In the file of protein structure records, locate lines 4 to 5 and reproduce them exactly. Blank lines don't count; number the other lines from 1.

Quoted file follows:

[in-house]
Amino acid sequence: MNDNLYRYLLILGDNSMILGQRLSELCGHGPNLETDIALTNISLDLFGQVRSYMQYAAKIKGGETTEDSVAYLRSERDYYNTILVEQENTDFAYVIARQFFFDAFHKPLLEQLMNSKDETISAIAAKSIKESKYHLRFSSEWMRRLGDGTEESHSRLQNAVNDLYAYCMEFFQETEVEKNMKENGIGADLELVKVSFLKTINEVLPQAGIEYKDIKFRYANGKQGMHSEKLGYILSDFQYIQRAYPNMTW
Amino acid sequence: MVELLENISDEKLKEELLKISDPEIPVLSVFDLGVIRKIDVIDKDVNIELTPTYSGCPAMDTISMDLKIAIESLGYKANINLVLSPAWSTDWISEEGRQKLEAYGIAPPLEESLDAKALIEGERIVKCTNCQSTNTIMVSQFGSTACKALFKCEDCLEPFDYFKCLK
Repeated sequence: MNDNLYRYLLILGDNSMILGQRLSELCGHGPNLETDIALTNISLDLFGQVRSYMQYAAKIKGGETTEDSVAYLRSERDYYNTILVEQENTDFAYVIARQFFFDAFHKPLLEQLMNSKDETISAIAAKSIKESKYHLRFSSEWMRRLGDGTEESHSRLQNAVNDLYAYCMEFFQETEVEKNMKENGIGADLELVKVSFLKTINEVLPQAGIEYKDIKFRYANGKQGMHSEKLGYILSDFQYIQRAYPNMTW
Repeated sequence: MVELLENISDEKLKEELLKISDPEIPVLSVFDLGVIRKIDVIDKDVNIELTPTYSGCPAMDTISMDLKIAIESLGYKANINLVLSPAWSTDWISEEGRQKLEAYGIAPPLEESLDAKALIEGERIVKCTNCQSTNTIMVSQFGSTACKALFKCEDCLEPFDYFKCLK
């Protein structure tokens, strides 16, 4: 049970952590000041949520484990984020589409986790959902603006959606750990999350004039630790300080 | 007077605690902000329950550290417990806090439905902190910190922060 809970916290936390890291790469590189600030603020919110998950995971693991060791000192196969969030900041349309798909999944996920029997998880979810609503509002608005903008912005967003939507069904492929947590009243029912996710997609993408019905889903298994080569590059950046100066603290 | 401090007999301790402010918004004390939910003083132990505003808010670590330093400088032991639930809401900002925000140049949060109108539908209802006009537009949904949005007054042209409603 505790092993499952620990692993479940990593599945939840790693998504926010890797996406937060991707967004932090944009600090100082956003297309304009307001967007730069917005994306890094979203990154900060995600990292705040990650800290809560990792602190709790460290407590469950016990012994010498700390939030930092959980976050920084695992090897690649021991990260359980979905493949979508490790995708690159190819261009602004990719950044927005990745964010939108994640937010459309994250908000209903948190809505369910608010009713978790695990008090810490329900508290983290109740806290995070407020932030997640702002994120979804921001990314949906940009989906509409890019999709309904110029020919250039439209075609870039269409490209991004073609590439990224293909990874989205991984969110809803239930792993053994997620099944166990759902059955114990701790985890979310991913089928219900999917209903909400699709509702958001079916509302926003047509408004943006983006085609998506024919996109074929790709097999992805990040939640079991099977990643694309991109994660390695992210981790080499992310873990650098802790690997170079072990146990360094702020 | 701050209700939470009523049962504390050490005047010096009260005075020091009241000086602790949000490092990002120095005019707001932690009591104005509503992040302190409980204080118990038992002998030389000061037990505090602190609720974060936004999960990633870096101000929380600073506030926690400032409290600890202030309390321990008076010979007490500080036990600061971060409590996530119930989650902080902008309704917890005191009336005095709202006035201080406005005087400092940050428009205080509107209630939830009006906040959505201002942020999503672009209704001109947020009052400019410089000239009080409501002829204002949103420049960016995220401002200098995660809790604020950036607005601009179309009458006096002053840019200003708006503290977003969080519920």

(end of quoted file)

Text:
Repeated sequence: MNDNLYRYLLILGDNSMILGQRLSELCGHGPNLETDIALTNISLDLFGQVRSYMQYAAKIKGGETTEDSVAYLRSERDYYNTILVEQENTDFAYVIARQFFFDAFHKPLLEQLMNSKDETISAIAAKSIKESKYHLRFSSEWMRRLGDGTEESHSRLQNAVNDLYAYCMEFFQETEVEKNMKENGIGADLELVKVSFLKTINEVLPQAGIEYKDIKFRYANGKQGMHSEKLGYILSDFQYIQRAYPNMTW
Repeated sequence: MVELLENISDEKLKEELLKISDPEIPVLSVFDLGVIRKIDVIDKDVNIELTPTYSGCPAMDTISMDLKIAIESLGYKANINLVLSPAWSTDWISEEGRQKLEAYGIAPPLEESLDAKALIEGERIVKCTNCQSTNTIMVSQFGSTACKALFKCEDCLEPFDYFKCLK